Robert Herjavec, one of the investors of the TV series “Shark Tank” is very optimistic about how the US economy is going to get in post Coronavirus world.

Robert Herjavec said that his position as an investor in the “Shark Tank” made him hopeful about the United States economy on the other end of the coronavirus pandemic.

“The human spirit is about hope,” said Herjavec on CNBC’s “Squawk Alley” Thursday. “Each time that somebody comes to Shark Tank, they all are full of enthusiasm and they’re full of hope.”

“It is a difficult moment, but entrepreneurs will find out a way to get through this” said Herjavec, founder and CEO of the cyber security company Herjavec Group.

Herjavec stated that “Shark Tank,” which first premiered in August 2009, was released as the United States economy struggled to recover from the turmoil of the global recession.

“No one could get a loan, and people launched a lot of companies that you did not need money for, and then we switched to online sales,” he said. “This is going to be the same stuff.”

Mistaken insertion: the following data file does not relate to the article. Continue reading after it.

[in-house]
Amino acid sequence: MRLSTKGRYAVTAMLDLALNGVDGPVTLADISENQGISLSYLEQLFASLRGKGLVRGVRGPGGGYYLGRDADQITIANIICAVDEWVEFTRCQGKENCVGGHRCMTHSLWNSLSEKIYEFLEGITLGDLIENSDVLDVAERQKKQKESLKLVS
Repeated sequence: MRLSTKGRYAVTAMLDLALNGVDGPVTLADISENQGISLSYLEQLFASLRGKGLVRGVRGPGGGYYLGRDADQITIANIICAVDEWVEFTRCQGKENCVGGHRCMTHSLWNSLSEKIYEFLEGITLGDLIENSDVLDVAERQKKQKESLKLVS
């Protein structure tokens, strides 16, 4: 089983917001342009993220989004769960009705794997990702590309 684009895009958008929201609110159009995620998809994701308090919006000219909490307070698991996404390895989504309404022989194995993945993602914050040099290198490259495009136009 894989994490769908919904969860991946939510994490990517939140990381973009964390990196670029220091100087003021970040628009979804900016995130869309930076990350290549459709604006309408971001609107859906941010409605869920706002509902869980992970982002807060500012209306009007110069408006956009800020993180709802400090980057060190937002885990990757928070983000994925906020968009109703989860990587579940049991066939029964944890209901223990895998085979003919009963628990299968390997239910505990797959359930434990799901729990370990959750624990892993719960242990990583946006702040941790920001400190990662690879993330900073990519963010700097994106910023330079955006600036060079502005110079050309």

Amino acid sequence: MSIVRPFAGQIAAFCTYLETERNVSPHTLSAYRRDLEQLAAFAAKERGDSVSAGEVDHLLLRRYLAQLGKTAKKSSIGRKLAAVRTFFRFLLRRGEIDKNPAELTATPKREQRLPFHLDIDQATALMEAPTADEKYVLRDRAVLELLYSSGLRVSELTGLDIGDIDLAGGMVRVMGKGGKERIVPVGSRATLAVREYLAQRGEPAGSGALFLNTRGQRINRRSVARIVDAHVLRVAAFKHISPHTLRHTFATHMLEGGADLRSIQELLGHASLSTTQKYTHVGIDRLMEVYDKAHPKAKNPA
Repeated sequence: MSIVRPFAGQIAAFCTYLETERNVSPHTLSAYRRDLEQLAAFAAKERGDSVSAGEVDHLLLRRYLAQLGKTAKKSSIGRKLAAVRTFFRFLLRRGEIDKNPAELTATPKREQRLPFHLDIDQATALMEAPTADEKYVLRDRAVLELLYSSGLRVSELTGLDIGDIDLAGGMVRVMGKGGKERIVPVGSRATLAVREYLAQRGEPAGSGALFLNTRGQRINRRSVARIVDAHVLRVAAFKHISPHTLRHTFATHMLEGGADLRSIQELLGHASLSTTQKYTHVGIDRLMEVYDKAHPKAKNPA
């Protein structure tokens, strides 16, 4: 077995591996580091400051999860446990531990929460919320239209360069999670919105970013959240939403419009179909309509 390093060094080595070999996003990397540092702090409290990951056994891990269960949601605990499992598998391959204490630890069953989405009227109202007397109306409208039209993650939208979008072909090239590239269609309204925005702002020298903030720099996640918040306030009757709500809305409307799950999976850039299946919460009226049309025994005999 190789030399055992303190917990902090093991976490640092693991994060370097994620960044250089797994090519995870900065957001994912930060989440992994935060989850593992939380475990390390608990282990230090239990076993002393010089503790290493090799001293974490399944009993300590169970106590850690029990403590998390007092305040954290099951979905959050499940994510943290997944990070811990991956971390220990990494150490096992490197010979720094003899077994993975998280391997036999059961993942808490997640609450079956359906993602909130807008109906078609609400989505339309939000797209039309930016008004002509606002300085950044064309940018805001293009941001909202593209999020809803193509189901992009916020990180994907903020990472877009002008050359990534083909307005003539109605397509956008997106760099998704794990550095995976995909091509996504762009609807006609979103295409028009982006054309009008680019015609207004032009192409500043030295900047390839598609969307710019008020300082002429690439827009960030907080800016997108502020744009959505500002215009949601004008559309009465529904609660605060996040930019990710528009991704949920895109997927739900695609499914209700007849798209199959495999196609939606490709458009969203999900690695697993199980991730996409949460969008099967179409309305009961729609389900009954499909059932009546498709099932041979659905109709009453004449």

Herjavec encouraged entrepreneurs that have recently launched a company to develop a post-crisis growth strategy.

Robert Herjavec

“The stimulus package, the defense plan, all of these aid money are basically survival funds. They ‘re not development funds, “he said. “If you don’t have a plan to expand, if you don’t have a plan to win market share, having an incentive today just keeps you in business. It doesn’t help you grow.

He also recommended smaller companies to speed up their online presence or build on their current presence.

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,Herjavec also said that the emphasis of his investments will change in response to the coronavirus, which has led to dramatic revenue decrease for all types of companies as operations have been halted or downsized to try and reduce the progression of Covid-19.

“It makes me want to put money in two kinds of enterprises: either businesses with a very healthy cash flow, or businesses like Uber, or small businesses that can reduce their costs,” said Herjavec.


“The key here will be fluidity and the willingness to adapt in a small company,” he added. “I wouldn’t want to invest in a big infrastructure companies— buildings, facilities, all that things. These stuff are really hard to scale down.


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